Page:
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Bush, Democrats Honor US War Dead

  • Kent Klein

On Monday, Americans honor their military war dead. In his weekly radio address Saturday, President George Bush says Americans should remember the sacrifices of U.S. troops past and present. Democrats are also honoring those sacrifices, but are criticizing the administration's policies on the Iraq war and its veterans as well. VOA's Kent Klein reports from Washington.

In his radio talk, President Bush reminded Americans that the purpose of Monday's Memorial Day holiday is to recall the valor of U.S. troops who have died in the line of duty.

"Throughout American history, this valor has preserved our way of life and our sacred freedoms. It was this valor that won our independence. It was this valor that removed the stain of slavery from our nation. And it was this valor that defeated the great totalitarian threats of the last century," said Mr. Bush.

The president also saluted members of the U.S. military who are fighting in Iraq, Afghanistan and elsewhere.

"Today, the men and women of our military are facing a new totalitarian threat to our freedom," he said. "In Iraq, Afghanistan and other fronts around the world, they continue the proud legacy of those who came before them. They bear their responsibilities with quiet dignity and honor. And some have made the ultimate sacrifice in defense of their country."

In the Democratic Party response, congressional candidate John Boccieri also paid tribute to Americans in uniform. Boccieri is a state senator in Ohio, as well as a major and C-130 pilot in the Air Force Reserve, and he has flown missions in Iraq and Afghanistan. He attacked the Bush administration and Republican presidential candidate John McCain for their policies on the Iraq war.

"Neither President Bush nor John McCain has offered an exit strategy," he said. "While the Iraq war is costing us greatly in human terms, the money American taxpayers are pouring into that country is staggering. We are spending more than $10 billion a month on the war, while the quality of life for millions of Americans goes from bad to worse."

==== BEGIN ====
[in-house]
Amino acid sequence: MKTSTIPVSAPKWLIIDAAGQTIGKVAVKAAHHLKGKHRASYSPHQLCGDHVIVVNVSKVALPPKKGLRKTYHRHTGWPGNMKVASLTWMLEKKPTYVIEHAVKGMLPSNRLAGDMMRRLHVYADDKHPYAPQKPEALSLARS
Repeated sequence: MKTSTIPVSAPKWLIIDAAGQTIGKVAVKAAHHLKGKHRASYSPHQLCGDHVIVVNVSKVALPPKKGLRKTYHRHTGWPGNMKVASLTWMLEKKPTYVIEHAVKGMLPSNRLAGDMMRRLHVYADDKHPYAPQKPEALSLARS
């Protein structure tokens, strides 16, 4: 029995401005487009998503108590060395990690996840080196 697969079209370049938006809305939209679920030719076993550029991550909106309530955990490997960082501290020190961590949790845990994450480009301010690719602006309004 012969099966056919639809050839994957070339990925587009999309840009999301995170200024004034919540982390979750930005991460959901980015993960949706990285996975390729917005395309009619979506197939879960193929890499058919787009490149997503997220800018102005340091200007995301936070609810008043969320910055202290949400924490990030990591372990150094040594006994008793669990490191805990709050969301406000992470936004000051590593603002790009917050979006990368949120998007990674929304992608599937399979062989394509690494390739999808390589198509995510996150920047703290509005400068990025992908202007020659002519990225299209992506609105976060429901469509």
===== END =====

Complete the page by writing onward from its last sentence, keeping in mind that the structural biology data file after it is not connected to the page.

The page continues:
John Boccieri also criticized President Bush for opposing legislation to guarantee full college scholarships for those who serve in the U.S. military for three years. The Senate passed the measure on Thursday, 75-to-22.

"Sadly, President Bush has threatened to veto the bill," he said. "Senator John McCain, who hopes to take his place, not only opposed it, but when given the opportunity to support his fellow veterans on the eve of Memorial Day weekend, did not even show up to vote nor express his concerns."

McCain, a veteran of the Vietnam war, was campaigning on Thursday. He opposes the bill, as does the Pentagon, out of concern that providing such a benefit after only three years of service would encourage people to leave the military after only one enlistment. Instead, McCain and Republican colleagues proposed to increase benefits in conjunction with a veteran's length of service. Senate Democrats blocked that bill last week.

On Memorial Day, President Bush will place a wreath on the Tomb of the Unknowns at Arlington National Cemetery. In his radio address, Mr. Bush asked all Americans to join in a moment of silent remembrance on Monday afternoon.

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